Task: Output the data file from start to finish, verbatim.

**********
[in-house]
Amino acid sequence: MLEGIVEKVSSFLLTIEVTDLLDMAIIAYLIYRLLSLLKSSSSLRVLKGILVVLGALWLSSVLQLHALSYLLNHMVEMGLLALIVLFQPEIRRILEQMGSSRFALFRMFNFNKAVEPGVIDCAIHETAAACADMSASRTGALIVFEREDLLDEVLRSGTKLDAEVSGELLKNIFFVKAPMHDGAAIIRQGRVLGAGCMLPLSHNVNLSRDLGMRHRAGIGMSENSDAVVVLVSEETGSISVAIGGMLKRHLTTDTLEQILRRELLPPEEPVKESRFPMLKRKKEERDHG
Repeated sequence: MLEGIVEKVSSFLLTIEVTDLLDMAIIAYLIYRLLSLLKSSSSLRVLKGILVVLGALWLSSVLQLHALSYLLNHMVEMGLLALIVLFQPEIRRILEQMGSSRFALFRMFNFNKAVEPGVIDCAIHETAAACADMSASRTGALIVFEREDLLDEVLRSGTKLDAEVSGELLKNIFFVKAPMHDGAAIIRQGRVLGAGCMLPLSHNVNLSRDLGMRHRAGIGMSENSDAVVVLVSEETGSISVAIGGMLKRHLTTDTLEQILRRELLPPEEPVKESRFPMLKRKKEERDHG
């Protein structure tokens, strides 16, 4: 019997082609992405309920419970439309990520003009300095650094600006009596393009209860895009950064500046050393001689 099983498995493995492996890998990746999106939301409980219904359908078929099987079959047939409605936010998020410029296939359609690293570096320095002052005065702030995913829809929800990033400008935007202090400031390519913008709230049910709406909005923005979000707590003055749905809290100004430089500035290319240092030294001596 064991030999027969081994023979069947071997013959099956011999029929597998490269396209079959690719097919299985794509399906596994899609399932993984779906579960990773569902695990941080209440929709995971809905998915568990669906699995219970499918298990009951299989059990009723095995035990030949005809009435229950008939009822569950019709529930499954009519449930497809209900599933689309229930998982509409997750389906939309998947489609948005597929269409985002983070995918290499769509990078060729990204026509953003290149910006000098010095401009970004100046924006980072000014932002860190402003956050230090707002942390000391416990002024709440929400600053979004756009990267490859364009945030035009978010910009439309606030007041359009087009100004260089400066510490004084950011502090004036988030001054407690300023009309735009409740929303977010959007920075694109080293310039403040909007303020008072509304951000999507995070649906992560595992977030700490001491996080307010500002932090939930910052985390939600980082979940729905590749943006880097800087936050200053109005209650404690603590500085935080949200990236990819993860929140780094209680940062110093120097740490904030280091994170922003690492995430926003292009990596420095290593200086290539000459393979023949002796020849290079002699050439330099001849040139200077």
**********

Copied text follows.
[in-house]
Amino acid sequence: MLEGIVEKVSSFLLTIEVTDLLDMAIIAYLIYRLLSLLKSSSSLRVLKGILVVLGALWLSSVLQLHALSYLLNHMVEMGLLALIVLFQPEIRRILEQMGSSRFALFRMFNFNKAVEPGVIDCAIHETAAACADMSASRTGALIVFEREDLLDEVLRSGTKLDAEVSGELLKNIFFVKAPMHDGAAIIRQGRVLGAGCMLPLSHNVNLSRDLGMRHRAGIGMSENSDAVVVLVSEETGSISVAIGGMLKRHLTTDTLEQILRRELLPPEEPVKESRFPMLKRKKEERDHG
Repeated sequence: MLEGIVEKVSSFLLTIEVTDLLDMAIIAYLIYRLLSLLKSSSSLRVLKGILVVLGALWLSSVLQLHALSYLLNHMVEMGLLALIVLFQPEIRRILEQMGSSRFALFRMFNFNKAVEPGVIDCAIHETAAACADMSASRTGALIVFEREDLLDEVLRSGTKLDAEVSGELLKNIFFVKAPMHDGAAIIRQGRVLGAGCMLPLSHNVNLSRDLGMRHRAGIGMSENSDAVVVLVSEETGSISVAIGGMLKRHLTTDTLEQILRRELLPPEEPVKESRFPMLKRKKEERDHG
């Protein structure tokens, strides 16, 4: 019997082609992405309920419970439309990520003009300095650094600006009596393009209860895009950064500046050393001689 099983498995493995492996890998990746999106939301409980219904359908078929099987079959047939409605936010998020410029296939359609690293570096320095002052005065702030995913829809929800990033400008935007202090400031390519913008709230049910709406909005923005979000707590003055749905809290100004430089500035290319240092030294001596 064991030999027969081994023979069947071997013959099956011999029929597998490269396209079959690719097919299985794509399906596994899609399932993984779906579960990773569902695990941080209440929709995971809905998915568990669906699995219970499918298990009951299989059990009723095995035990030949005809009435229950008939009822569950019709529930499954009519449930497809209900599933689309229930998982509409997750389906939309998947489609948005597929269409985002983070995918290499769509990078060729990204026509953003290149910006000098010095401009970004100046924006980072000014932002860190402003956050230090707002942390000391416990002024709440929400600053979004756009990267490859364009945030035009978010910009439309606030007041359009087009100004260089400066510490004084950011502090004036988030001054407690300023009309735009409740929303977010959007920075694109080293310039403040909007303020008072509304951000999507995070649906992560595992977030700490001491996080307010500002932090939930910052985390939600980082979940729905590749943006880097800087936050200053109005209650404690603590500085935080949200990236990819993860929140780094209680940062110093120097740490904030280091994170922003690492995430926003292009990596420095290593200086290539000459393979023949002796020849290079002699050439330099001849040139200077």